‘How are you?’ – asking an average Nigerian youth including those with basic education translates to or is understood to mean enquiring about the physical state of the individual, if he or she at that point in time has any illness. This ideation is also observed when you ask that same individual to define the concept – Health. The answer you’re most likely to hear revolves around the absence of any physical disability limiting daily life activities. Such shows the low literacy level about mental illness in Nigeria and the stigma towards persons living with mental disorder as individuals living with manic or psychotic mental disorders viewed as mad persons, not deserving of living among the self-acclaimed ‘normal’ human beings.

The World Health Organization (WHO, 1946) rightly defines health as a “state of complete physical, mental, and social wellbeing, and not merely the absence of infirmity” [1]. In explication, this suggest living a meaningful and satisfying life with little to no total body and mind disablement. Studies have shown that most times, mental health is the most neglected especially in developing and underdeveloped countries. Why? Many are illiterate and/or ill-informed about mental health, hence leading to stigmatization of affected persons. The general belief is that supernatural forces, evil spirits and the likes causes mental illness and these beliefs have negatively influenced the attitude of Nigerians towards the mentally ill [2]. This negative attitude is attributed to individuals focusing on the behavior of the affected persons rather than the cause or possible treatment of mental illnesses. This have left much to be desired in improving mental health in Nigeria. There has not been a parallel level of interest on the mental health literacy of young people in Nigeria even though in recent times there have been significant awareness schemes. With an ever evolving world and man’s continuous development, information regarding mental health is of utmost importance.

Recent research has shown that 50% of mental illnesses starts at the age of 14? 3.1 million teenagers suffer from mental health issues yearly and 1 in 12 teenagers with a mental disorder attempt suicide. This shows that mental health disorders are a huge issue for teeming youths globally and in Nigeria. Hence it is important to educate our youths about mental health and how they can access help.
Mental health literacy as a concept encompasses the knowledge, beliefs and abilities that enable the recognition, management or prevention of mental health problems with a range of benefits including early recognition and intervention, and reduction of stigma associated with mental illness [3]. It is understanding how to obtain and maintain positive mental health; understanding mental health problems and their treatments; decreasing stigma related to mental health problems; and, enhancing help-seeking efficacy [4]. It is not just a matter of having the knowledge. Rather it is a knowledge that is linked to the possibility of action to benefit one’s own mental health or that of others. With the above definitions, it can be deduced that mental health literacy is a potent method in curbing stigmatization of mentally ill people, reduce the health inequality rate, reduce the burden on health care services and helping individuals to understand mental health problems; getting help and how to get appropriate treatment.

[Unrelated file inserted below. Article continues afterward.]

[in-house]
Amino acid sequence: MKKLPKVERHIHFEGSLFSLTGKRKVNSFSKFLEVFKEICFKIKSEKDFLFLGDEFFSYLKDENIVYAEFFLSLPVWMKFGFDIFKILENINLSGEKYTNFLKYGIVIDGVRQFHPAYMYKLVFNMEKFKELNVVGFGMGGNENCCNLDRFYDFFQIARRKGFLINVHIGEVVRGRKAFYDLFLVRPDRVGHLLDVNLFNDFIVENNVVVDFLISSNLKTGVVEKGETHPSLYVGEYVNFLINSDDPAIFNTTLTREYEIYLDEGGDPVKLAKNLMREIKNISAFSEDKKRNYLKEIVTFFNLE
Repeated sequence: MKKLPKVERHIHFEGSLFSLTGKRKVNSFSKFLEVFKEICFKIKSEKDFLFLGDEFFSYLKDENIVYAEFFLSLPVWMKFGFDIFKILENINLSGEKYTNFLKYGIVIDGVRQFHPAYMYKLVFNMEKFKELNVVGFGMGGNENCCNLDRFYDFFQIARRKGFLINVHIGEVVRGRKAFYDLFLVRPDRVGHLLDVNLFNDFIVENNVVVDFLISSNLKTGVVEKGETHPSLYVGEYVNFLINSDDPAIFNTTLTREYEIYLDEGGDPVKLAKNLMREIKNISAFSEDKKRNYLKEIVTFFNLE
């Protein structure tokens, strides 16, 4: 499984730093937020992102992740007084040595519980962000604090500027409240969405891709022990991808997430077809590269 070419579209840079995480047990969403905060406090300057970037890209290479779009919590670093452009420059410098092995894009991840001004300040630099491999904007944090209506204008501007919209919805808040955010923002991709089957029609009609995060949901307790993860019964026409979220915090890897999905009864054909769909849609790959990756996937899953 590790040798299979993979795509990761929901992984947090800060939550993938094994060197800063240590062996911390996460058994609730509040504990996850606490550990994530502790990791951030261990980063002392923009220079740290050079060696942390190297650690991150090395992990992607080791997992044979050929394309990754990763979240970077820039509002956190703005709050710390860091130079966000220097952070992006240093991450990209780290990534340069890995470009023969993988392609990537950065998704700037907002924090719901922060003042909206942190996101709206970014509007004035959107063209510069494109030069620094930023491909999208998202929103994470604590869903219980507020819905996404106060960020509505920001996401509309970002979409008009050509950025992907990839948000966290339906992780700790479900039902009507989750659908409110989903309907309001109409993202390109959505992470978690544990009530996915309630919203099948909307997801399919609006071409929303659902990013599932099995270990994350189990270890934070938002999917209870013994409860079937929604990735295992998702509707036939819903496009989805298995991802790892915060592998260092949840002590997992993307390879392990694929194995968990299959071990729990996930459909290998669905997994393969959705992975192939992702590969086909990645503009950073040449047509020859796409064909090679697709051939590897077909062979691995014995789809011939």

The Mental health literacy process involves not just vulnerable individuals but also mental health professionals as it aids them in using current global best practice methods to prevent, identify, diagnose, treat, manage and perform follow up various cases as well as promoting awareness campaigns on common mental health issues within the society. By improving mental health literacy of young people in Nigeria, it enables them to make enlightened and informed decisions concerning their mental health. It reduces the mortality rate associated with some mental health diseases such as anxiety and depression is reported to be a leading cause of disability and was projected to become the second most burdensome disease by the year 2020; depression has also been found to be the strongest single risk factor for attempted or completed suicide [5]. Mental health literacy helps youth to recognize the signs and symptoms of mental health disorders, knowing the factors that put them at greatest risk for specific mental health disorders, knowing how someone can help themselves and how to easily seek and access mental health information.